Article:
to racism and police brutality, my professors for one of the courses at the
time decided to pivot the original curriculum and adjust accordingly so
that students could learn and critically think about what can be done
personally and professionally to help combat racism.”

Of course, the experience of students of color from diverse ethnicities
can vary greatly within the same classroom, but it can be especially
different for international students. They might be encountering racism, or
at least the magnified discussion of it, for the first time. “As an Indian
student coming to the United States to study at Parsons, I was very
thrilled on the very first day to see the cultural mix at The New School,
as well as in my program,” says Prachi Gor. “In the past year, it has been
quite a journey. Outside of school, I’ve dealt with and adapted, with some
difficulty, to new cultures and ways of being. However, inside school I
felt I could be myself.” Gor believes this is what all schools should
currently be striving for, to create a safe environment for incoming
students from anywhere in the world, and to be upfront about addressing
historical and institutional failings as well outlining steps towards
actionable change. In her cohort which had an enrollment of 50%
international students, the freedom to have difficult conversations and to
be met with consideration and respect was an important aspect of her
studying experience in a diverse capital like New York City. The program’s
decision to adapt the syllabus to accommodate the real-time issues of the
protests was also a pivotal educational moment for Gor. “It made me very
aware of issues that I probably didn’t notice, realize, or understand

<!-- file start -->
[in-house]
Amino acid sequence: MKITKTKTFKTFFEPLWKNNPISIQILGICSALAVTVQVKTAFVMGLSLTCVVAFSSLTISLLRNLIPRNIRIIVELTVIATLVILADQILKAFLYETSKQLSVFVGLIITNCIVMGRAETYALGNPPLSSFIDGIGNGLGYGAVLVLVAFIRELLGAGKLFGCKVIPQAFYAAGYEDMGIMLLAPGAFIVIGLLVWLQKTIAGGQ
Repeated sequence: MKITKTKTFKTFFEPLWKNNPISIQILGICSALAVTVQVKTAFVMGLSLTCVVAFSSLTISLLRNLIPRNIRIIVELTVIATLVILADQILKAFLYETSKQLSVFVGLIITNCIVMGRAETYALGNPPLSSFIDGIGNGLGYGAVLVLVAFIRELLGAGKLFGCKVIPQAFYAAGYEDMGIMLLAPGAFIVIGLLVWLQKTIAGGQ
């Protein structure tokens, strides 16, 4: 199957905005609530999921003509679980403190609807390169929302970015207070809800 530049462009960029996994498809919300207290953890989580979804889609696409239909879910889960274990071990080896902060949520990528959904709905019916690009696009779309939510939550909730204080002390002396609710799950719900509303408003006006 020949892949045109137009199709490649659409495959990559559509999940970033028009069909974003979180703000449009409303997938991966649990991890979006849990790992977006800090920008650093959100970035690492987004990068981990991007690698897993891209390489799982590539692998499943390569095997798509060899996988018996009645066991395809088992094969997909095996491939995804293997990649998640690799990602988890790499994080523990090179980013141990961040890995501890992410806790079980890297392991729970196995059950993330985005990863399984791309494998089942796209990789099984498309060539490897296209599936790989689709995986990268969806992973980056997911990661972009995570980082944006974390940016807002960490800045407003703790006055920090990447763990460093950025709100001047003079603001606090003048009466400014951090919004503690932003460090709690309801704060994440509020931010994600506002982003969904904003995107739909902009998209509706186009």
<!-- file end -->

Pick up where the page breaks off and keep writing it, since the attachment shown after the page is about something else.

before I came here.”

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Addressing systemic racism within fashion leadership

Duffty founded the program with the principal mission of addressing the
lack of diversity in fashion leadership roles, and to be part of the
solution by ultimately empowering the new guard. The program was devised to
regularly accommodate industry experts coming into classrooms who reflect
the diversity of the student body and society at large, African American
designer, Tracy Reese, for example, or Lucy Jones, creator of wheelchair
accessory collection, Ffora. Part-time faculty, such as Candace Marie
Stewart, who is also social media director of Prada US, and Khary Simon, a
global vice president working in the beauty sector, regularly address
systemic racism in fashion advertising and branding in their classes.

Duffty’s goal is hopefully that of every other program director within
the dozens of fashion schools across all fifty states. The incoming student
body, more diverse than ever before, won’t accept anything less, and the
lacklustre leadership landscape outside school is long overdue for a
shake-up. The only Black fashion industry CEO in this year’s Fortune 500,
Jide Zeitlin of fashion holding company Tapestry, which owns Coach, Kate
Spade, and Stuart Weitzman, stepped down recently. Only three Black CEOs
remain, from other industries, none of them female. Curricula must be
deconstructed, and white supremacy eradicated, so that fashion schools do
not perpetuate the classroom Ta-Nehisi Coates describes in his book,
Between the World and Me as “a jail of other people’s interests.”
Ideally schools should be seen as the blueprint for the society of the
future, they are micro-societies. Unfortunately the lack of Black
professionals in the C-Suite seems to be a problem within higher education

The diversity problem in higher education

“The New School as a whole has a diversity problem when it comes to
faculty. Black faces can be seen in the student body, security guards and
cafeteria staff, but Black professors are few and far between,” says